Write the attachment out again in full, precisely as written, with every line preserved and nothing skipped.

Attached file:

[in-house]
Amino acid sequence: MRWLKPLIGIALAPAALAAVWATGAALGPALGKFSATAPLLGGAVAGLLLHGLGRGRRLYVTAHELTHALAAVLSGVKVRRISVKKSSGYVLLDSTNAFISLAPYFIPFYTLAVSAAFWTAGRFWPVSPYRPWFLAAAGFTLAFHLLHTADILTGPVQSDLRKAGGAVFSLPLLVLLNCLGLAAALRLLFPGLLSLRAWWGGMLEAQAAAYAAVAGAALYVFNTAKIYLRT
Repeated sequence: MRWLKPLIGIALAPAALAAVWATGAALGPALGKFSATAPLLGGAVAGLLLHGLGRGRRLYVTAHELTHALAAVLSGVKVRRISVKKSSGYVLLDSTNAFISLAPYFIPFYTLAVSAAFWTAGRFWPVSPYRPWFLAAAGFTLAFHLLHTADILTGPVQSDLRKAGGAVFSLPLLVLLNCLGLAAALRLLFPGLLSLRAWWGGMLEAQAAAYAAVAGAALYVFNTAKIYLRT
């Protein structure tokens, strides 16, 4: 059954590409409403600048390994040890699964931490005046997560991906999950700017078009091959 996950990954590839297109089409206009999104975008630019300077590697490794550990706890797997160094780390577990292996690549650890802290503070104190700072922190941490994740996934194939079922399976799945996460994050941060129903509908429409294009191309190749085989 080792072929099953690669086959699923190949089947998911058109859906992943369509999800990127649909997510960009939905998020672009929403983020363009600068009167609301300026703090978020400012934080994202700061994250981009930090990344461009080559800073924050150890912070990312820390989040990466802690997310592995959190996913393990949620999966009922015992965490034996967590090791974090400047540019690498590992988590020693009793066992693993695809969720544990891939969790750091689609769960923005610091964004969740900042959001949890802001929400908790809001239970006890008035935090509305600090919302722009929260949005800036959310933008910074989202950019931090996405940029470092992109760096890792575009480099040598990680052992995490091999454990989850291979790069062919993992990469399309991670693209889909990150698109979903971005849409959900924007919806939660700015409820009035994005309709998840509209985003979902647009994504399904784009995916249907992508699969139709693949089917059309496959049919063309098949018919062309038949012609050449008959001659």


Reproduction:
[in-house]
Amino acid sequence: MRWLKPLIGIALAPAALAAVWATGAALGPALGKFSATAPLLGGAVAGLLLHGLGRGRRLYVTAHELTHALAAVLSGVKVRRISVKKSSGYVLLDSTNAFISLAPYFIPFYTLAVSAAFWTAGRFWPVSPYRPWFLAAAGFTLAFHLLHTADILTGPVQSDLRKAGGAVFSLPLLVLLNCLGLAAALRLLFPGLLSLRAWWGGMLEAQAAAYAAVAGAALYVFNTAKIYLRT
Repeated sequence: MRWLKPLIGIALAPAALAAVWATGAALGPALGKFSATAPLLGGAVAGLLLHGLGRGRRLYVTAHELTHALAAVLSGVKVRRISVKKSSGYVLLDSTNAFISLAPYFIPFYTLAVSAAFWTAGRFWPVSPYRPWFLAAAGFTLAFHLLHTADILTGPVQSDLRKAGGAVFSLPLLVLLNCLGLAAALRLLFPGLLSLRAWWGGMLEAQAAAYAAVAGAALYVFNTAKIYLRT
């Protein structure tokens, strides 16, 4: 059954590409409403600048390994040890699964931490005046997560991906999950700017078009091959 996950990954590839297109089409206009999104975008630019300077590697490794550990706890797997160094780390577990292996690549650890802290503070104190700072922190941490994740996934194939079922399976799945996460994050941060129903509908429409294009191309190749085989 080792072929099953690669086959699923190949089947998911058109859906992943369509999800990127649909997510960009939905998020672009929403983020363009600068009167609301300026703090978020400012934080994202700061994250981009930090990344461009080559800073924050150890912070990312820390989040990466802690997310592995959190996913393990949620999966009922015992965490034996967590090791974090400047540019690498590992988590020693009793066992693993695809969720544990891939969790750091689609769960923005610091964004969740900042959001949890802001929400908790809001239970006890008035935090509305600090919302722009929260949005800036959310933008910074989202950019931090996405940029470092992109760096890792575009480099040598990680052992995490091999454990989850291979790069062919993992990469399309991670693209889909990150698109979903971005849409959900924007919806939660700015409820009035994005309709998840509209985003979902647009994504399904784009995916249907992508699969139709693949089917059309496959049919063309098949018919062309038949012609050449008959001659």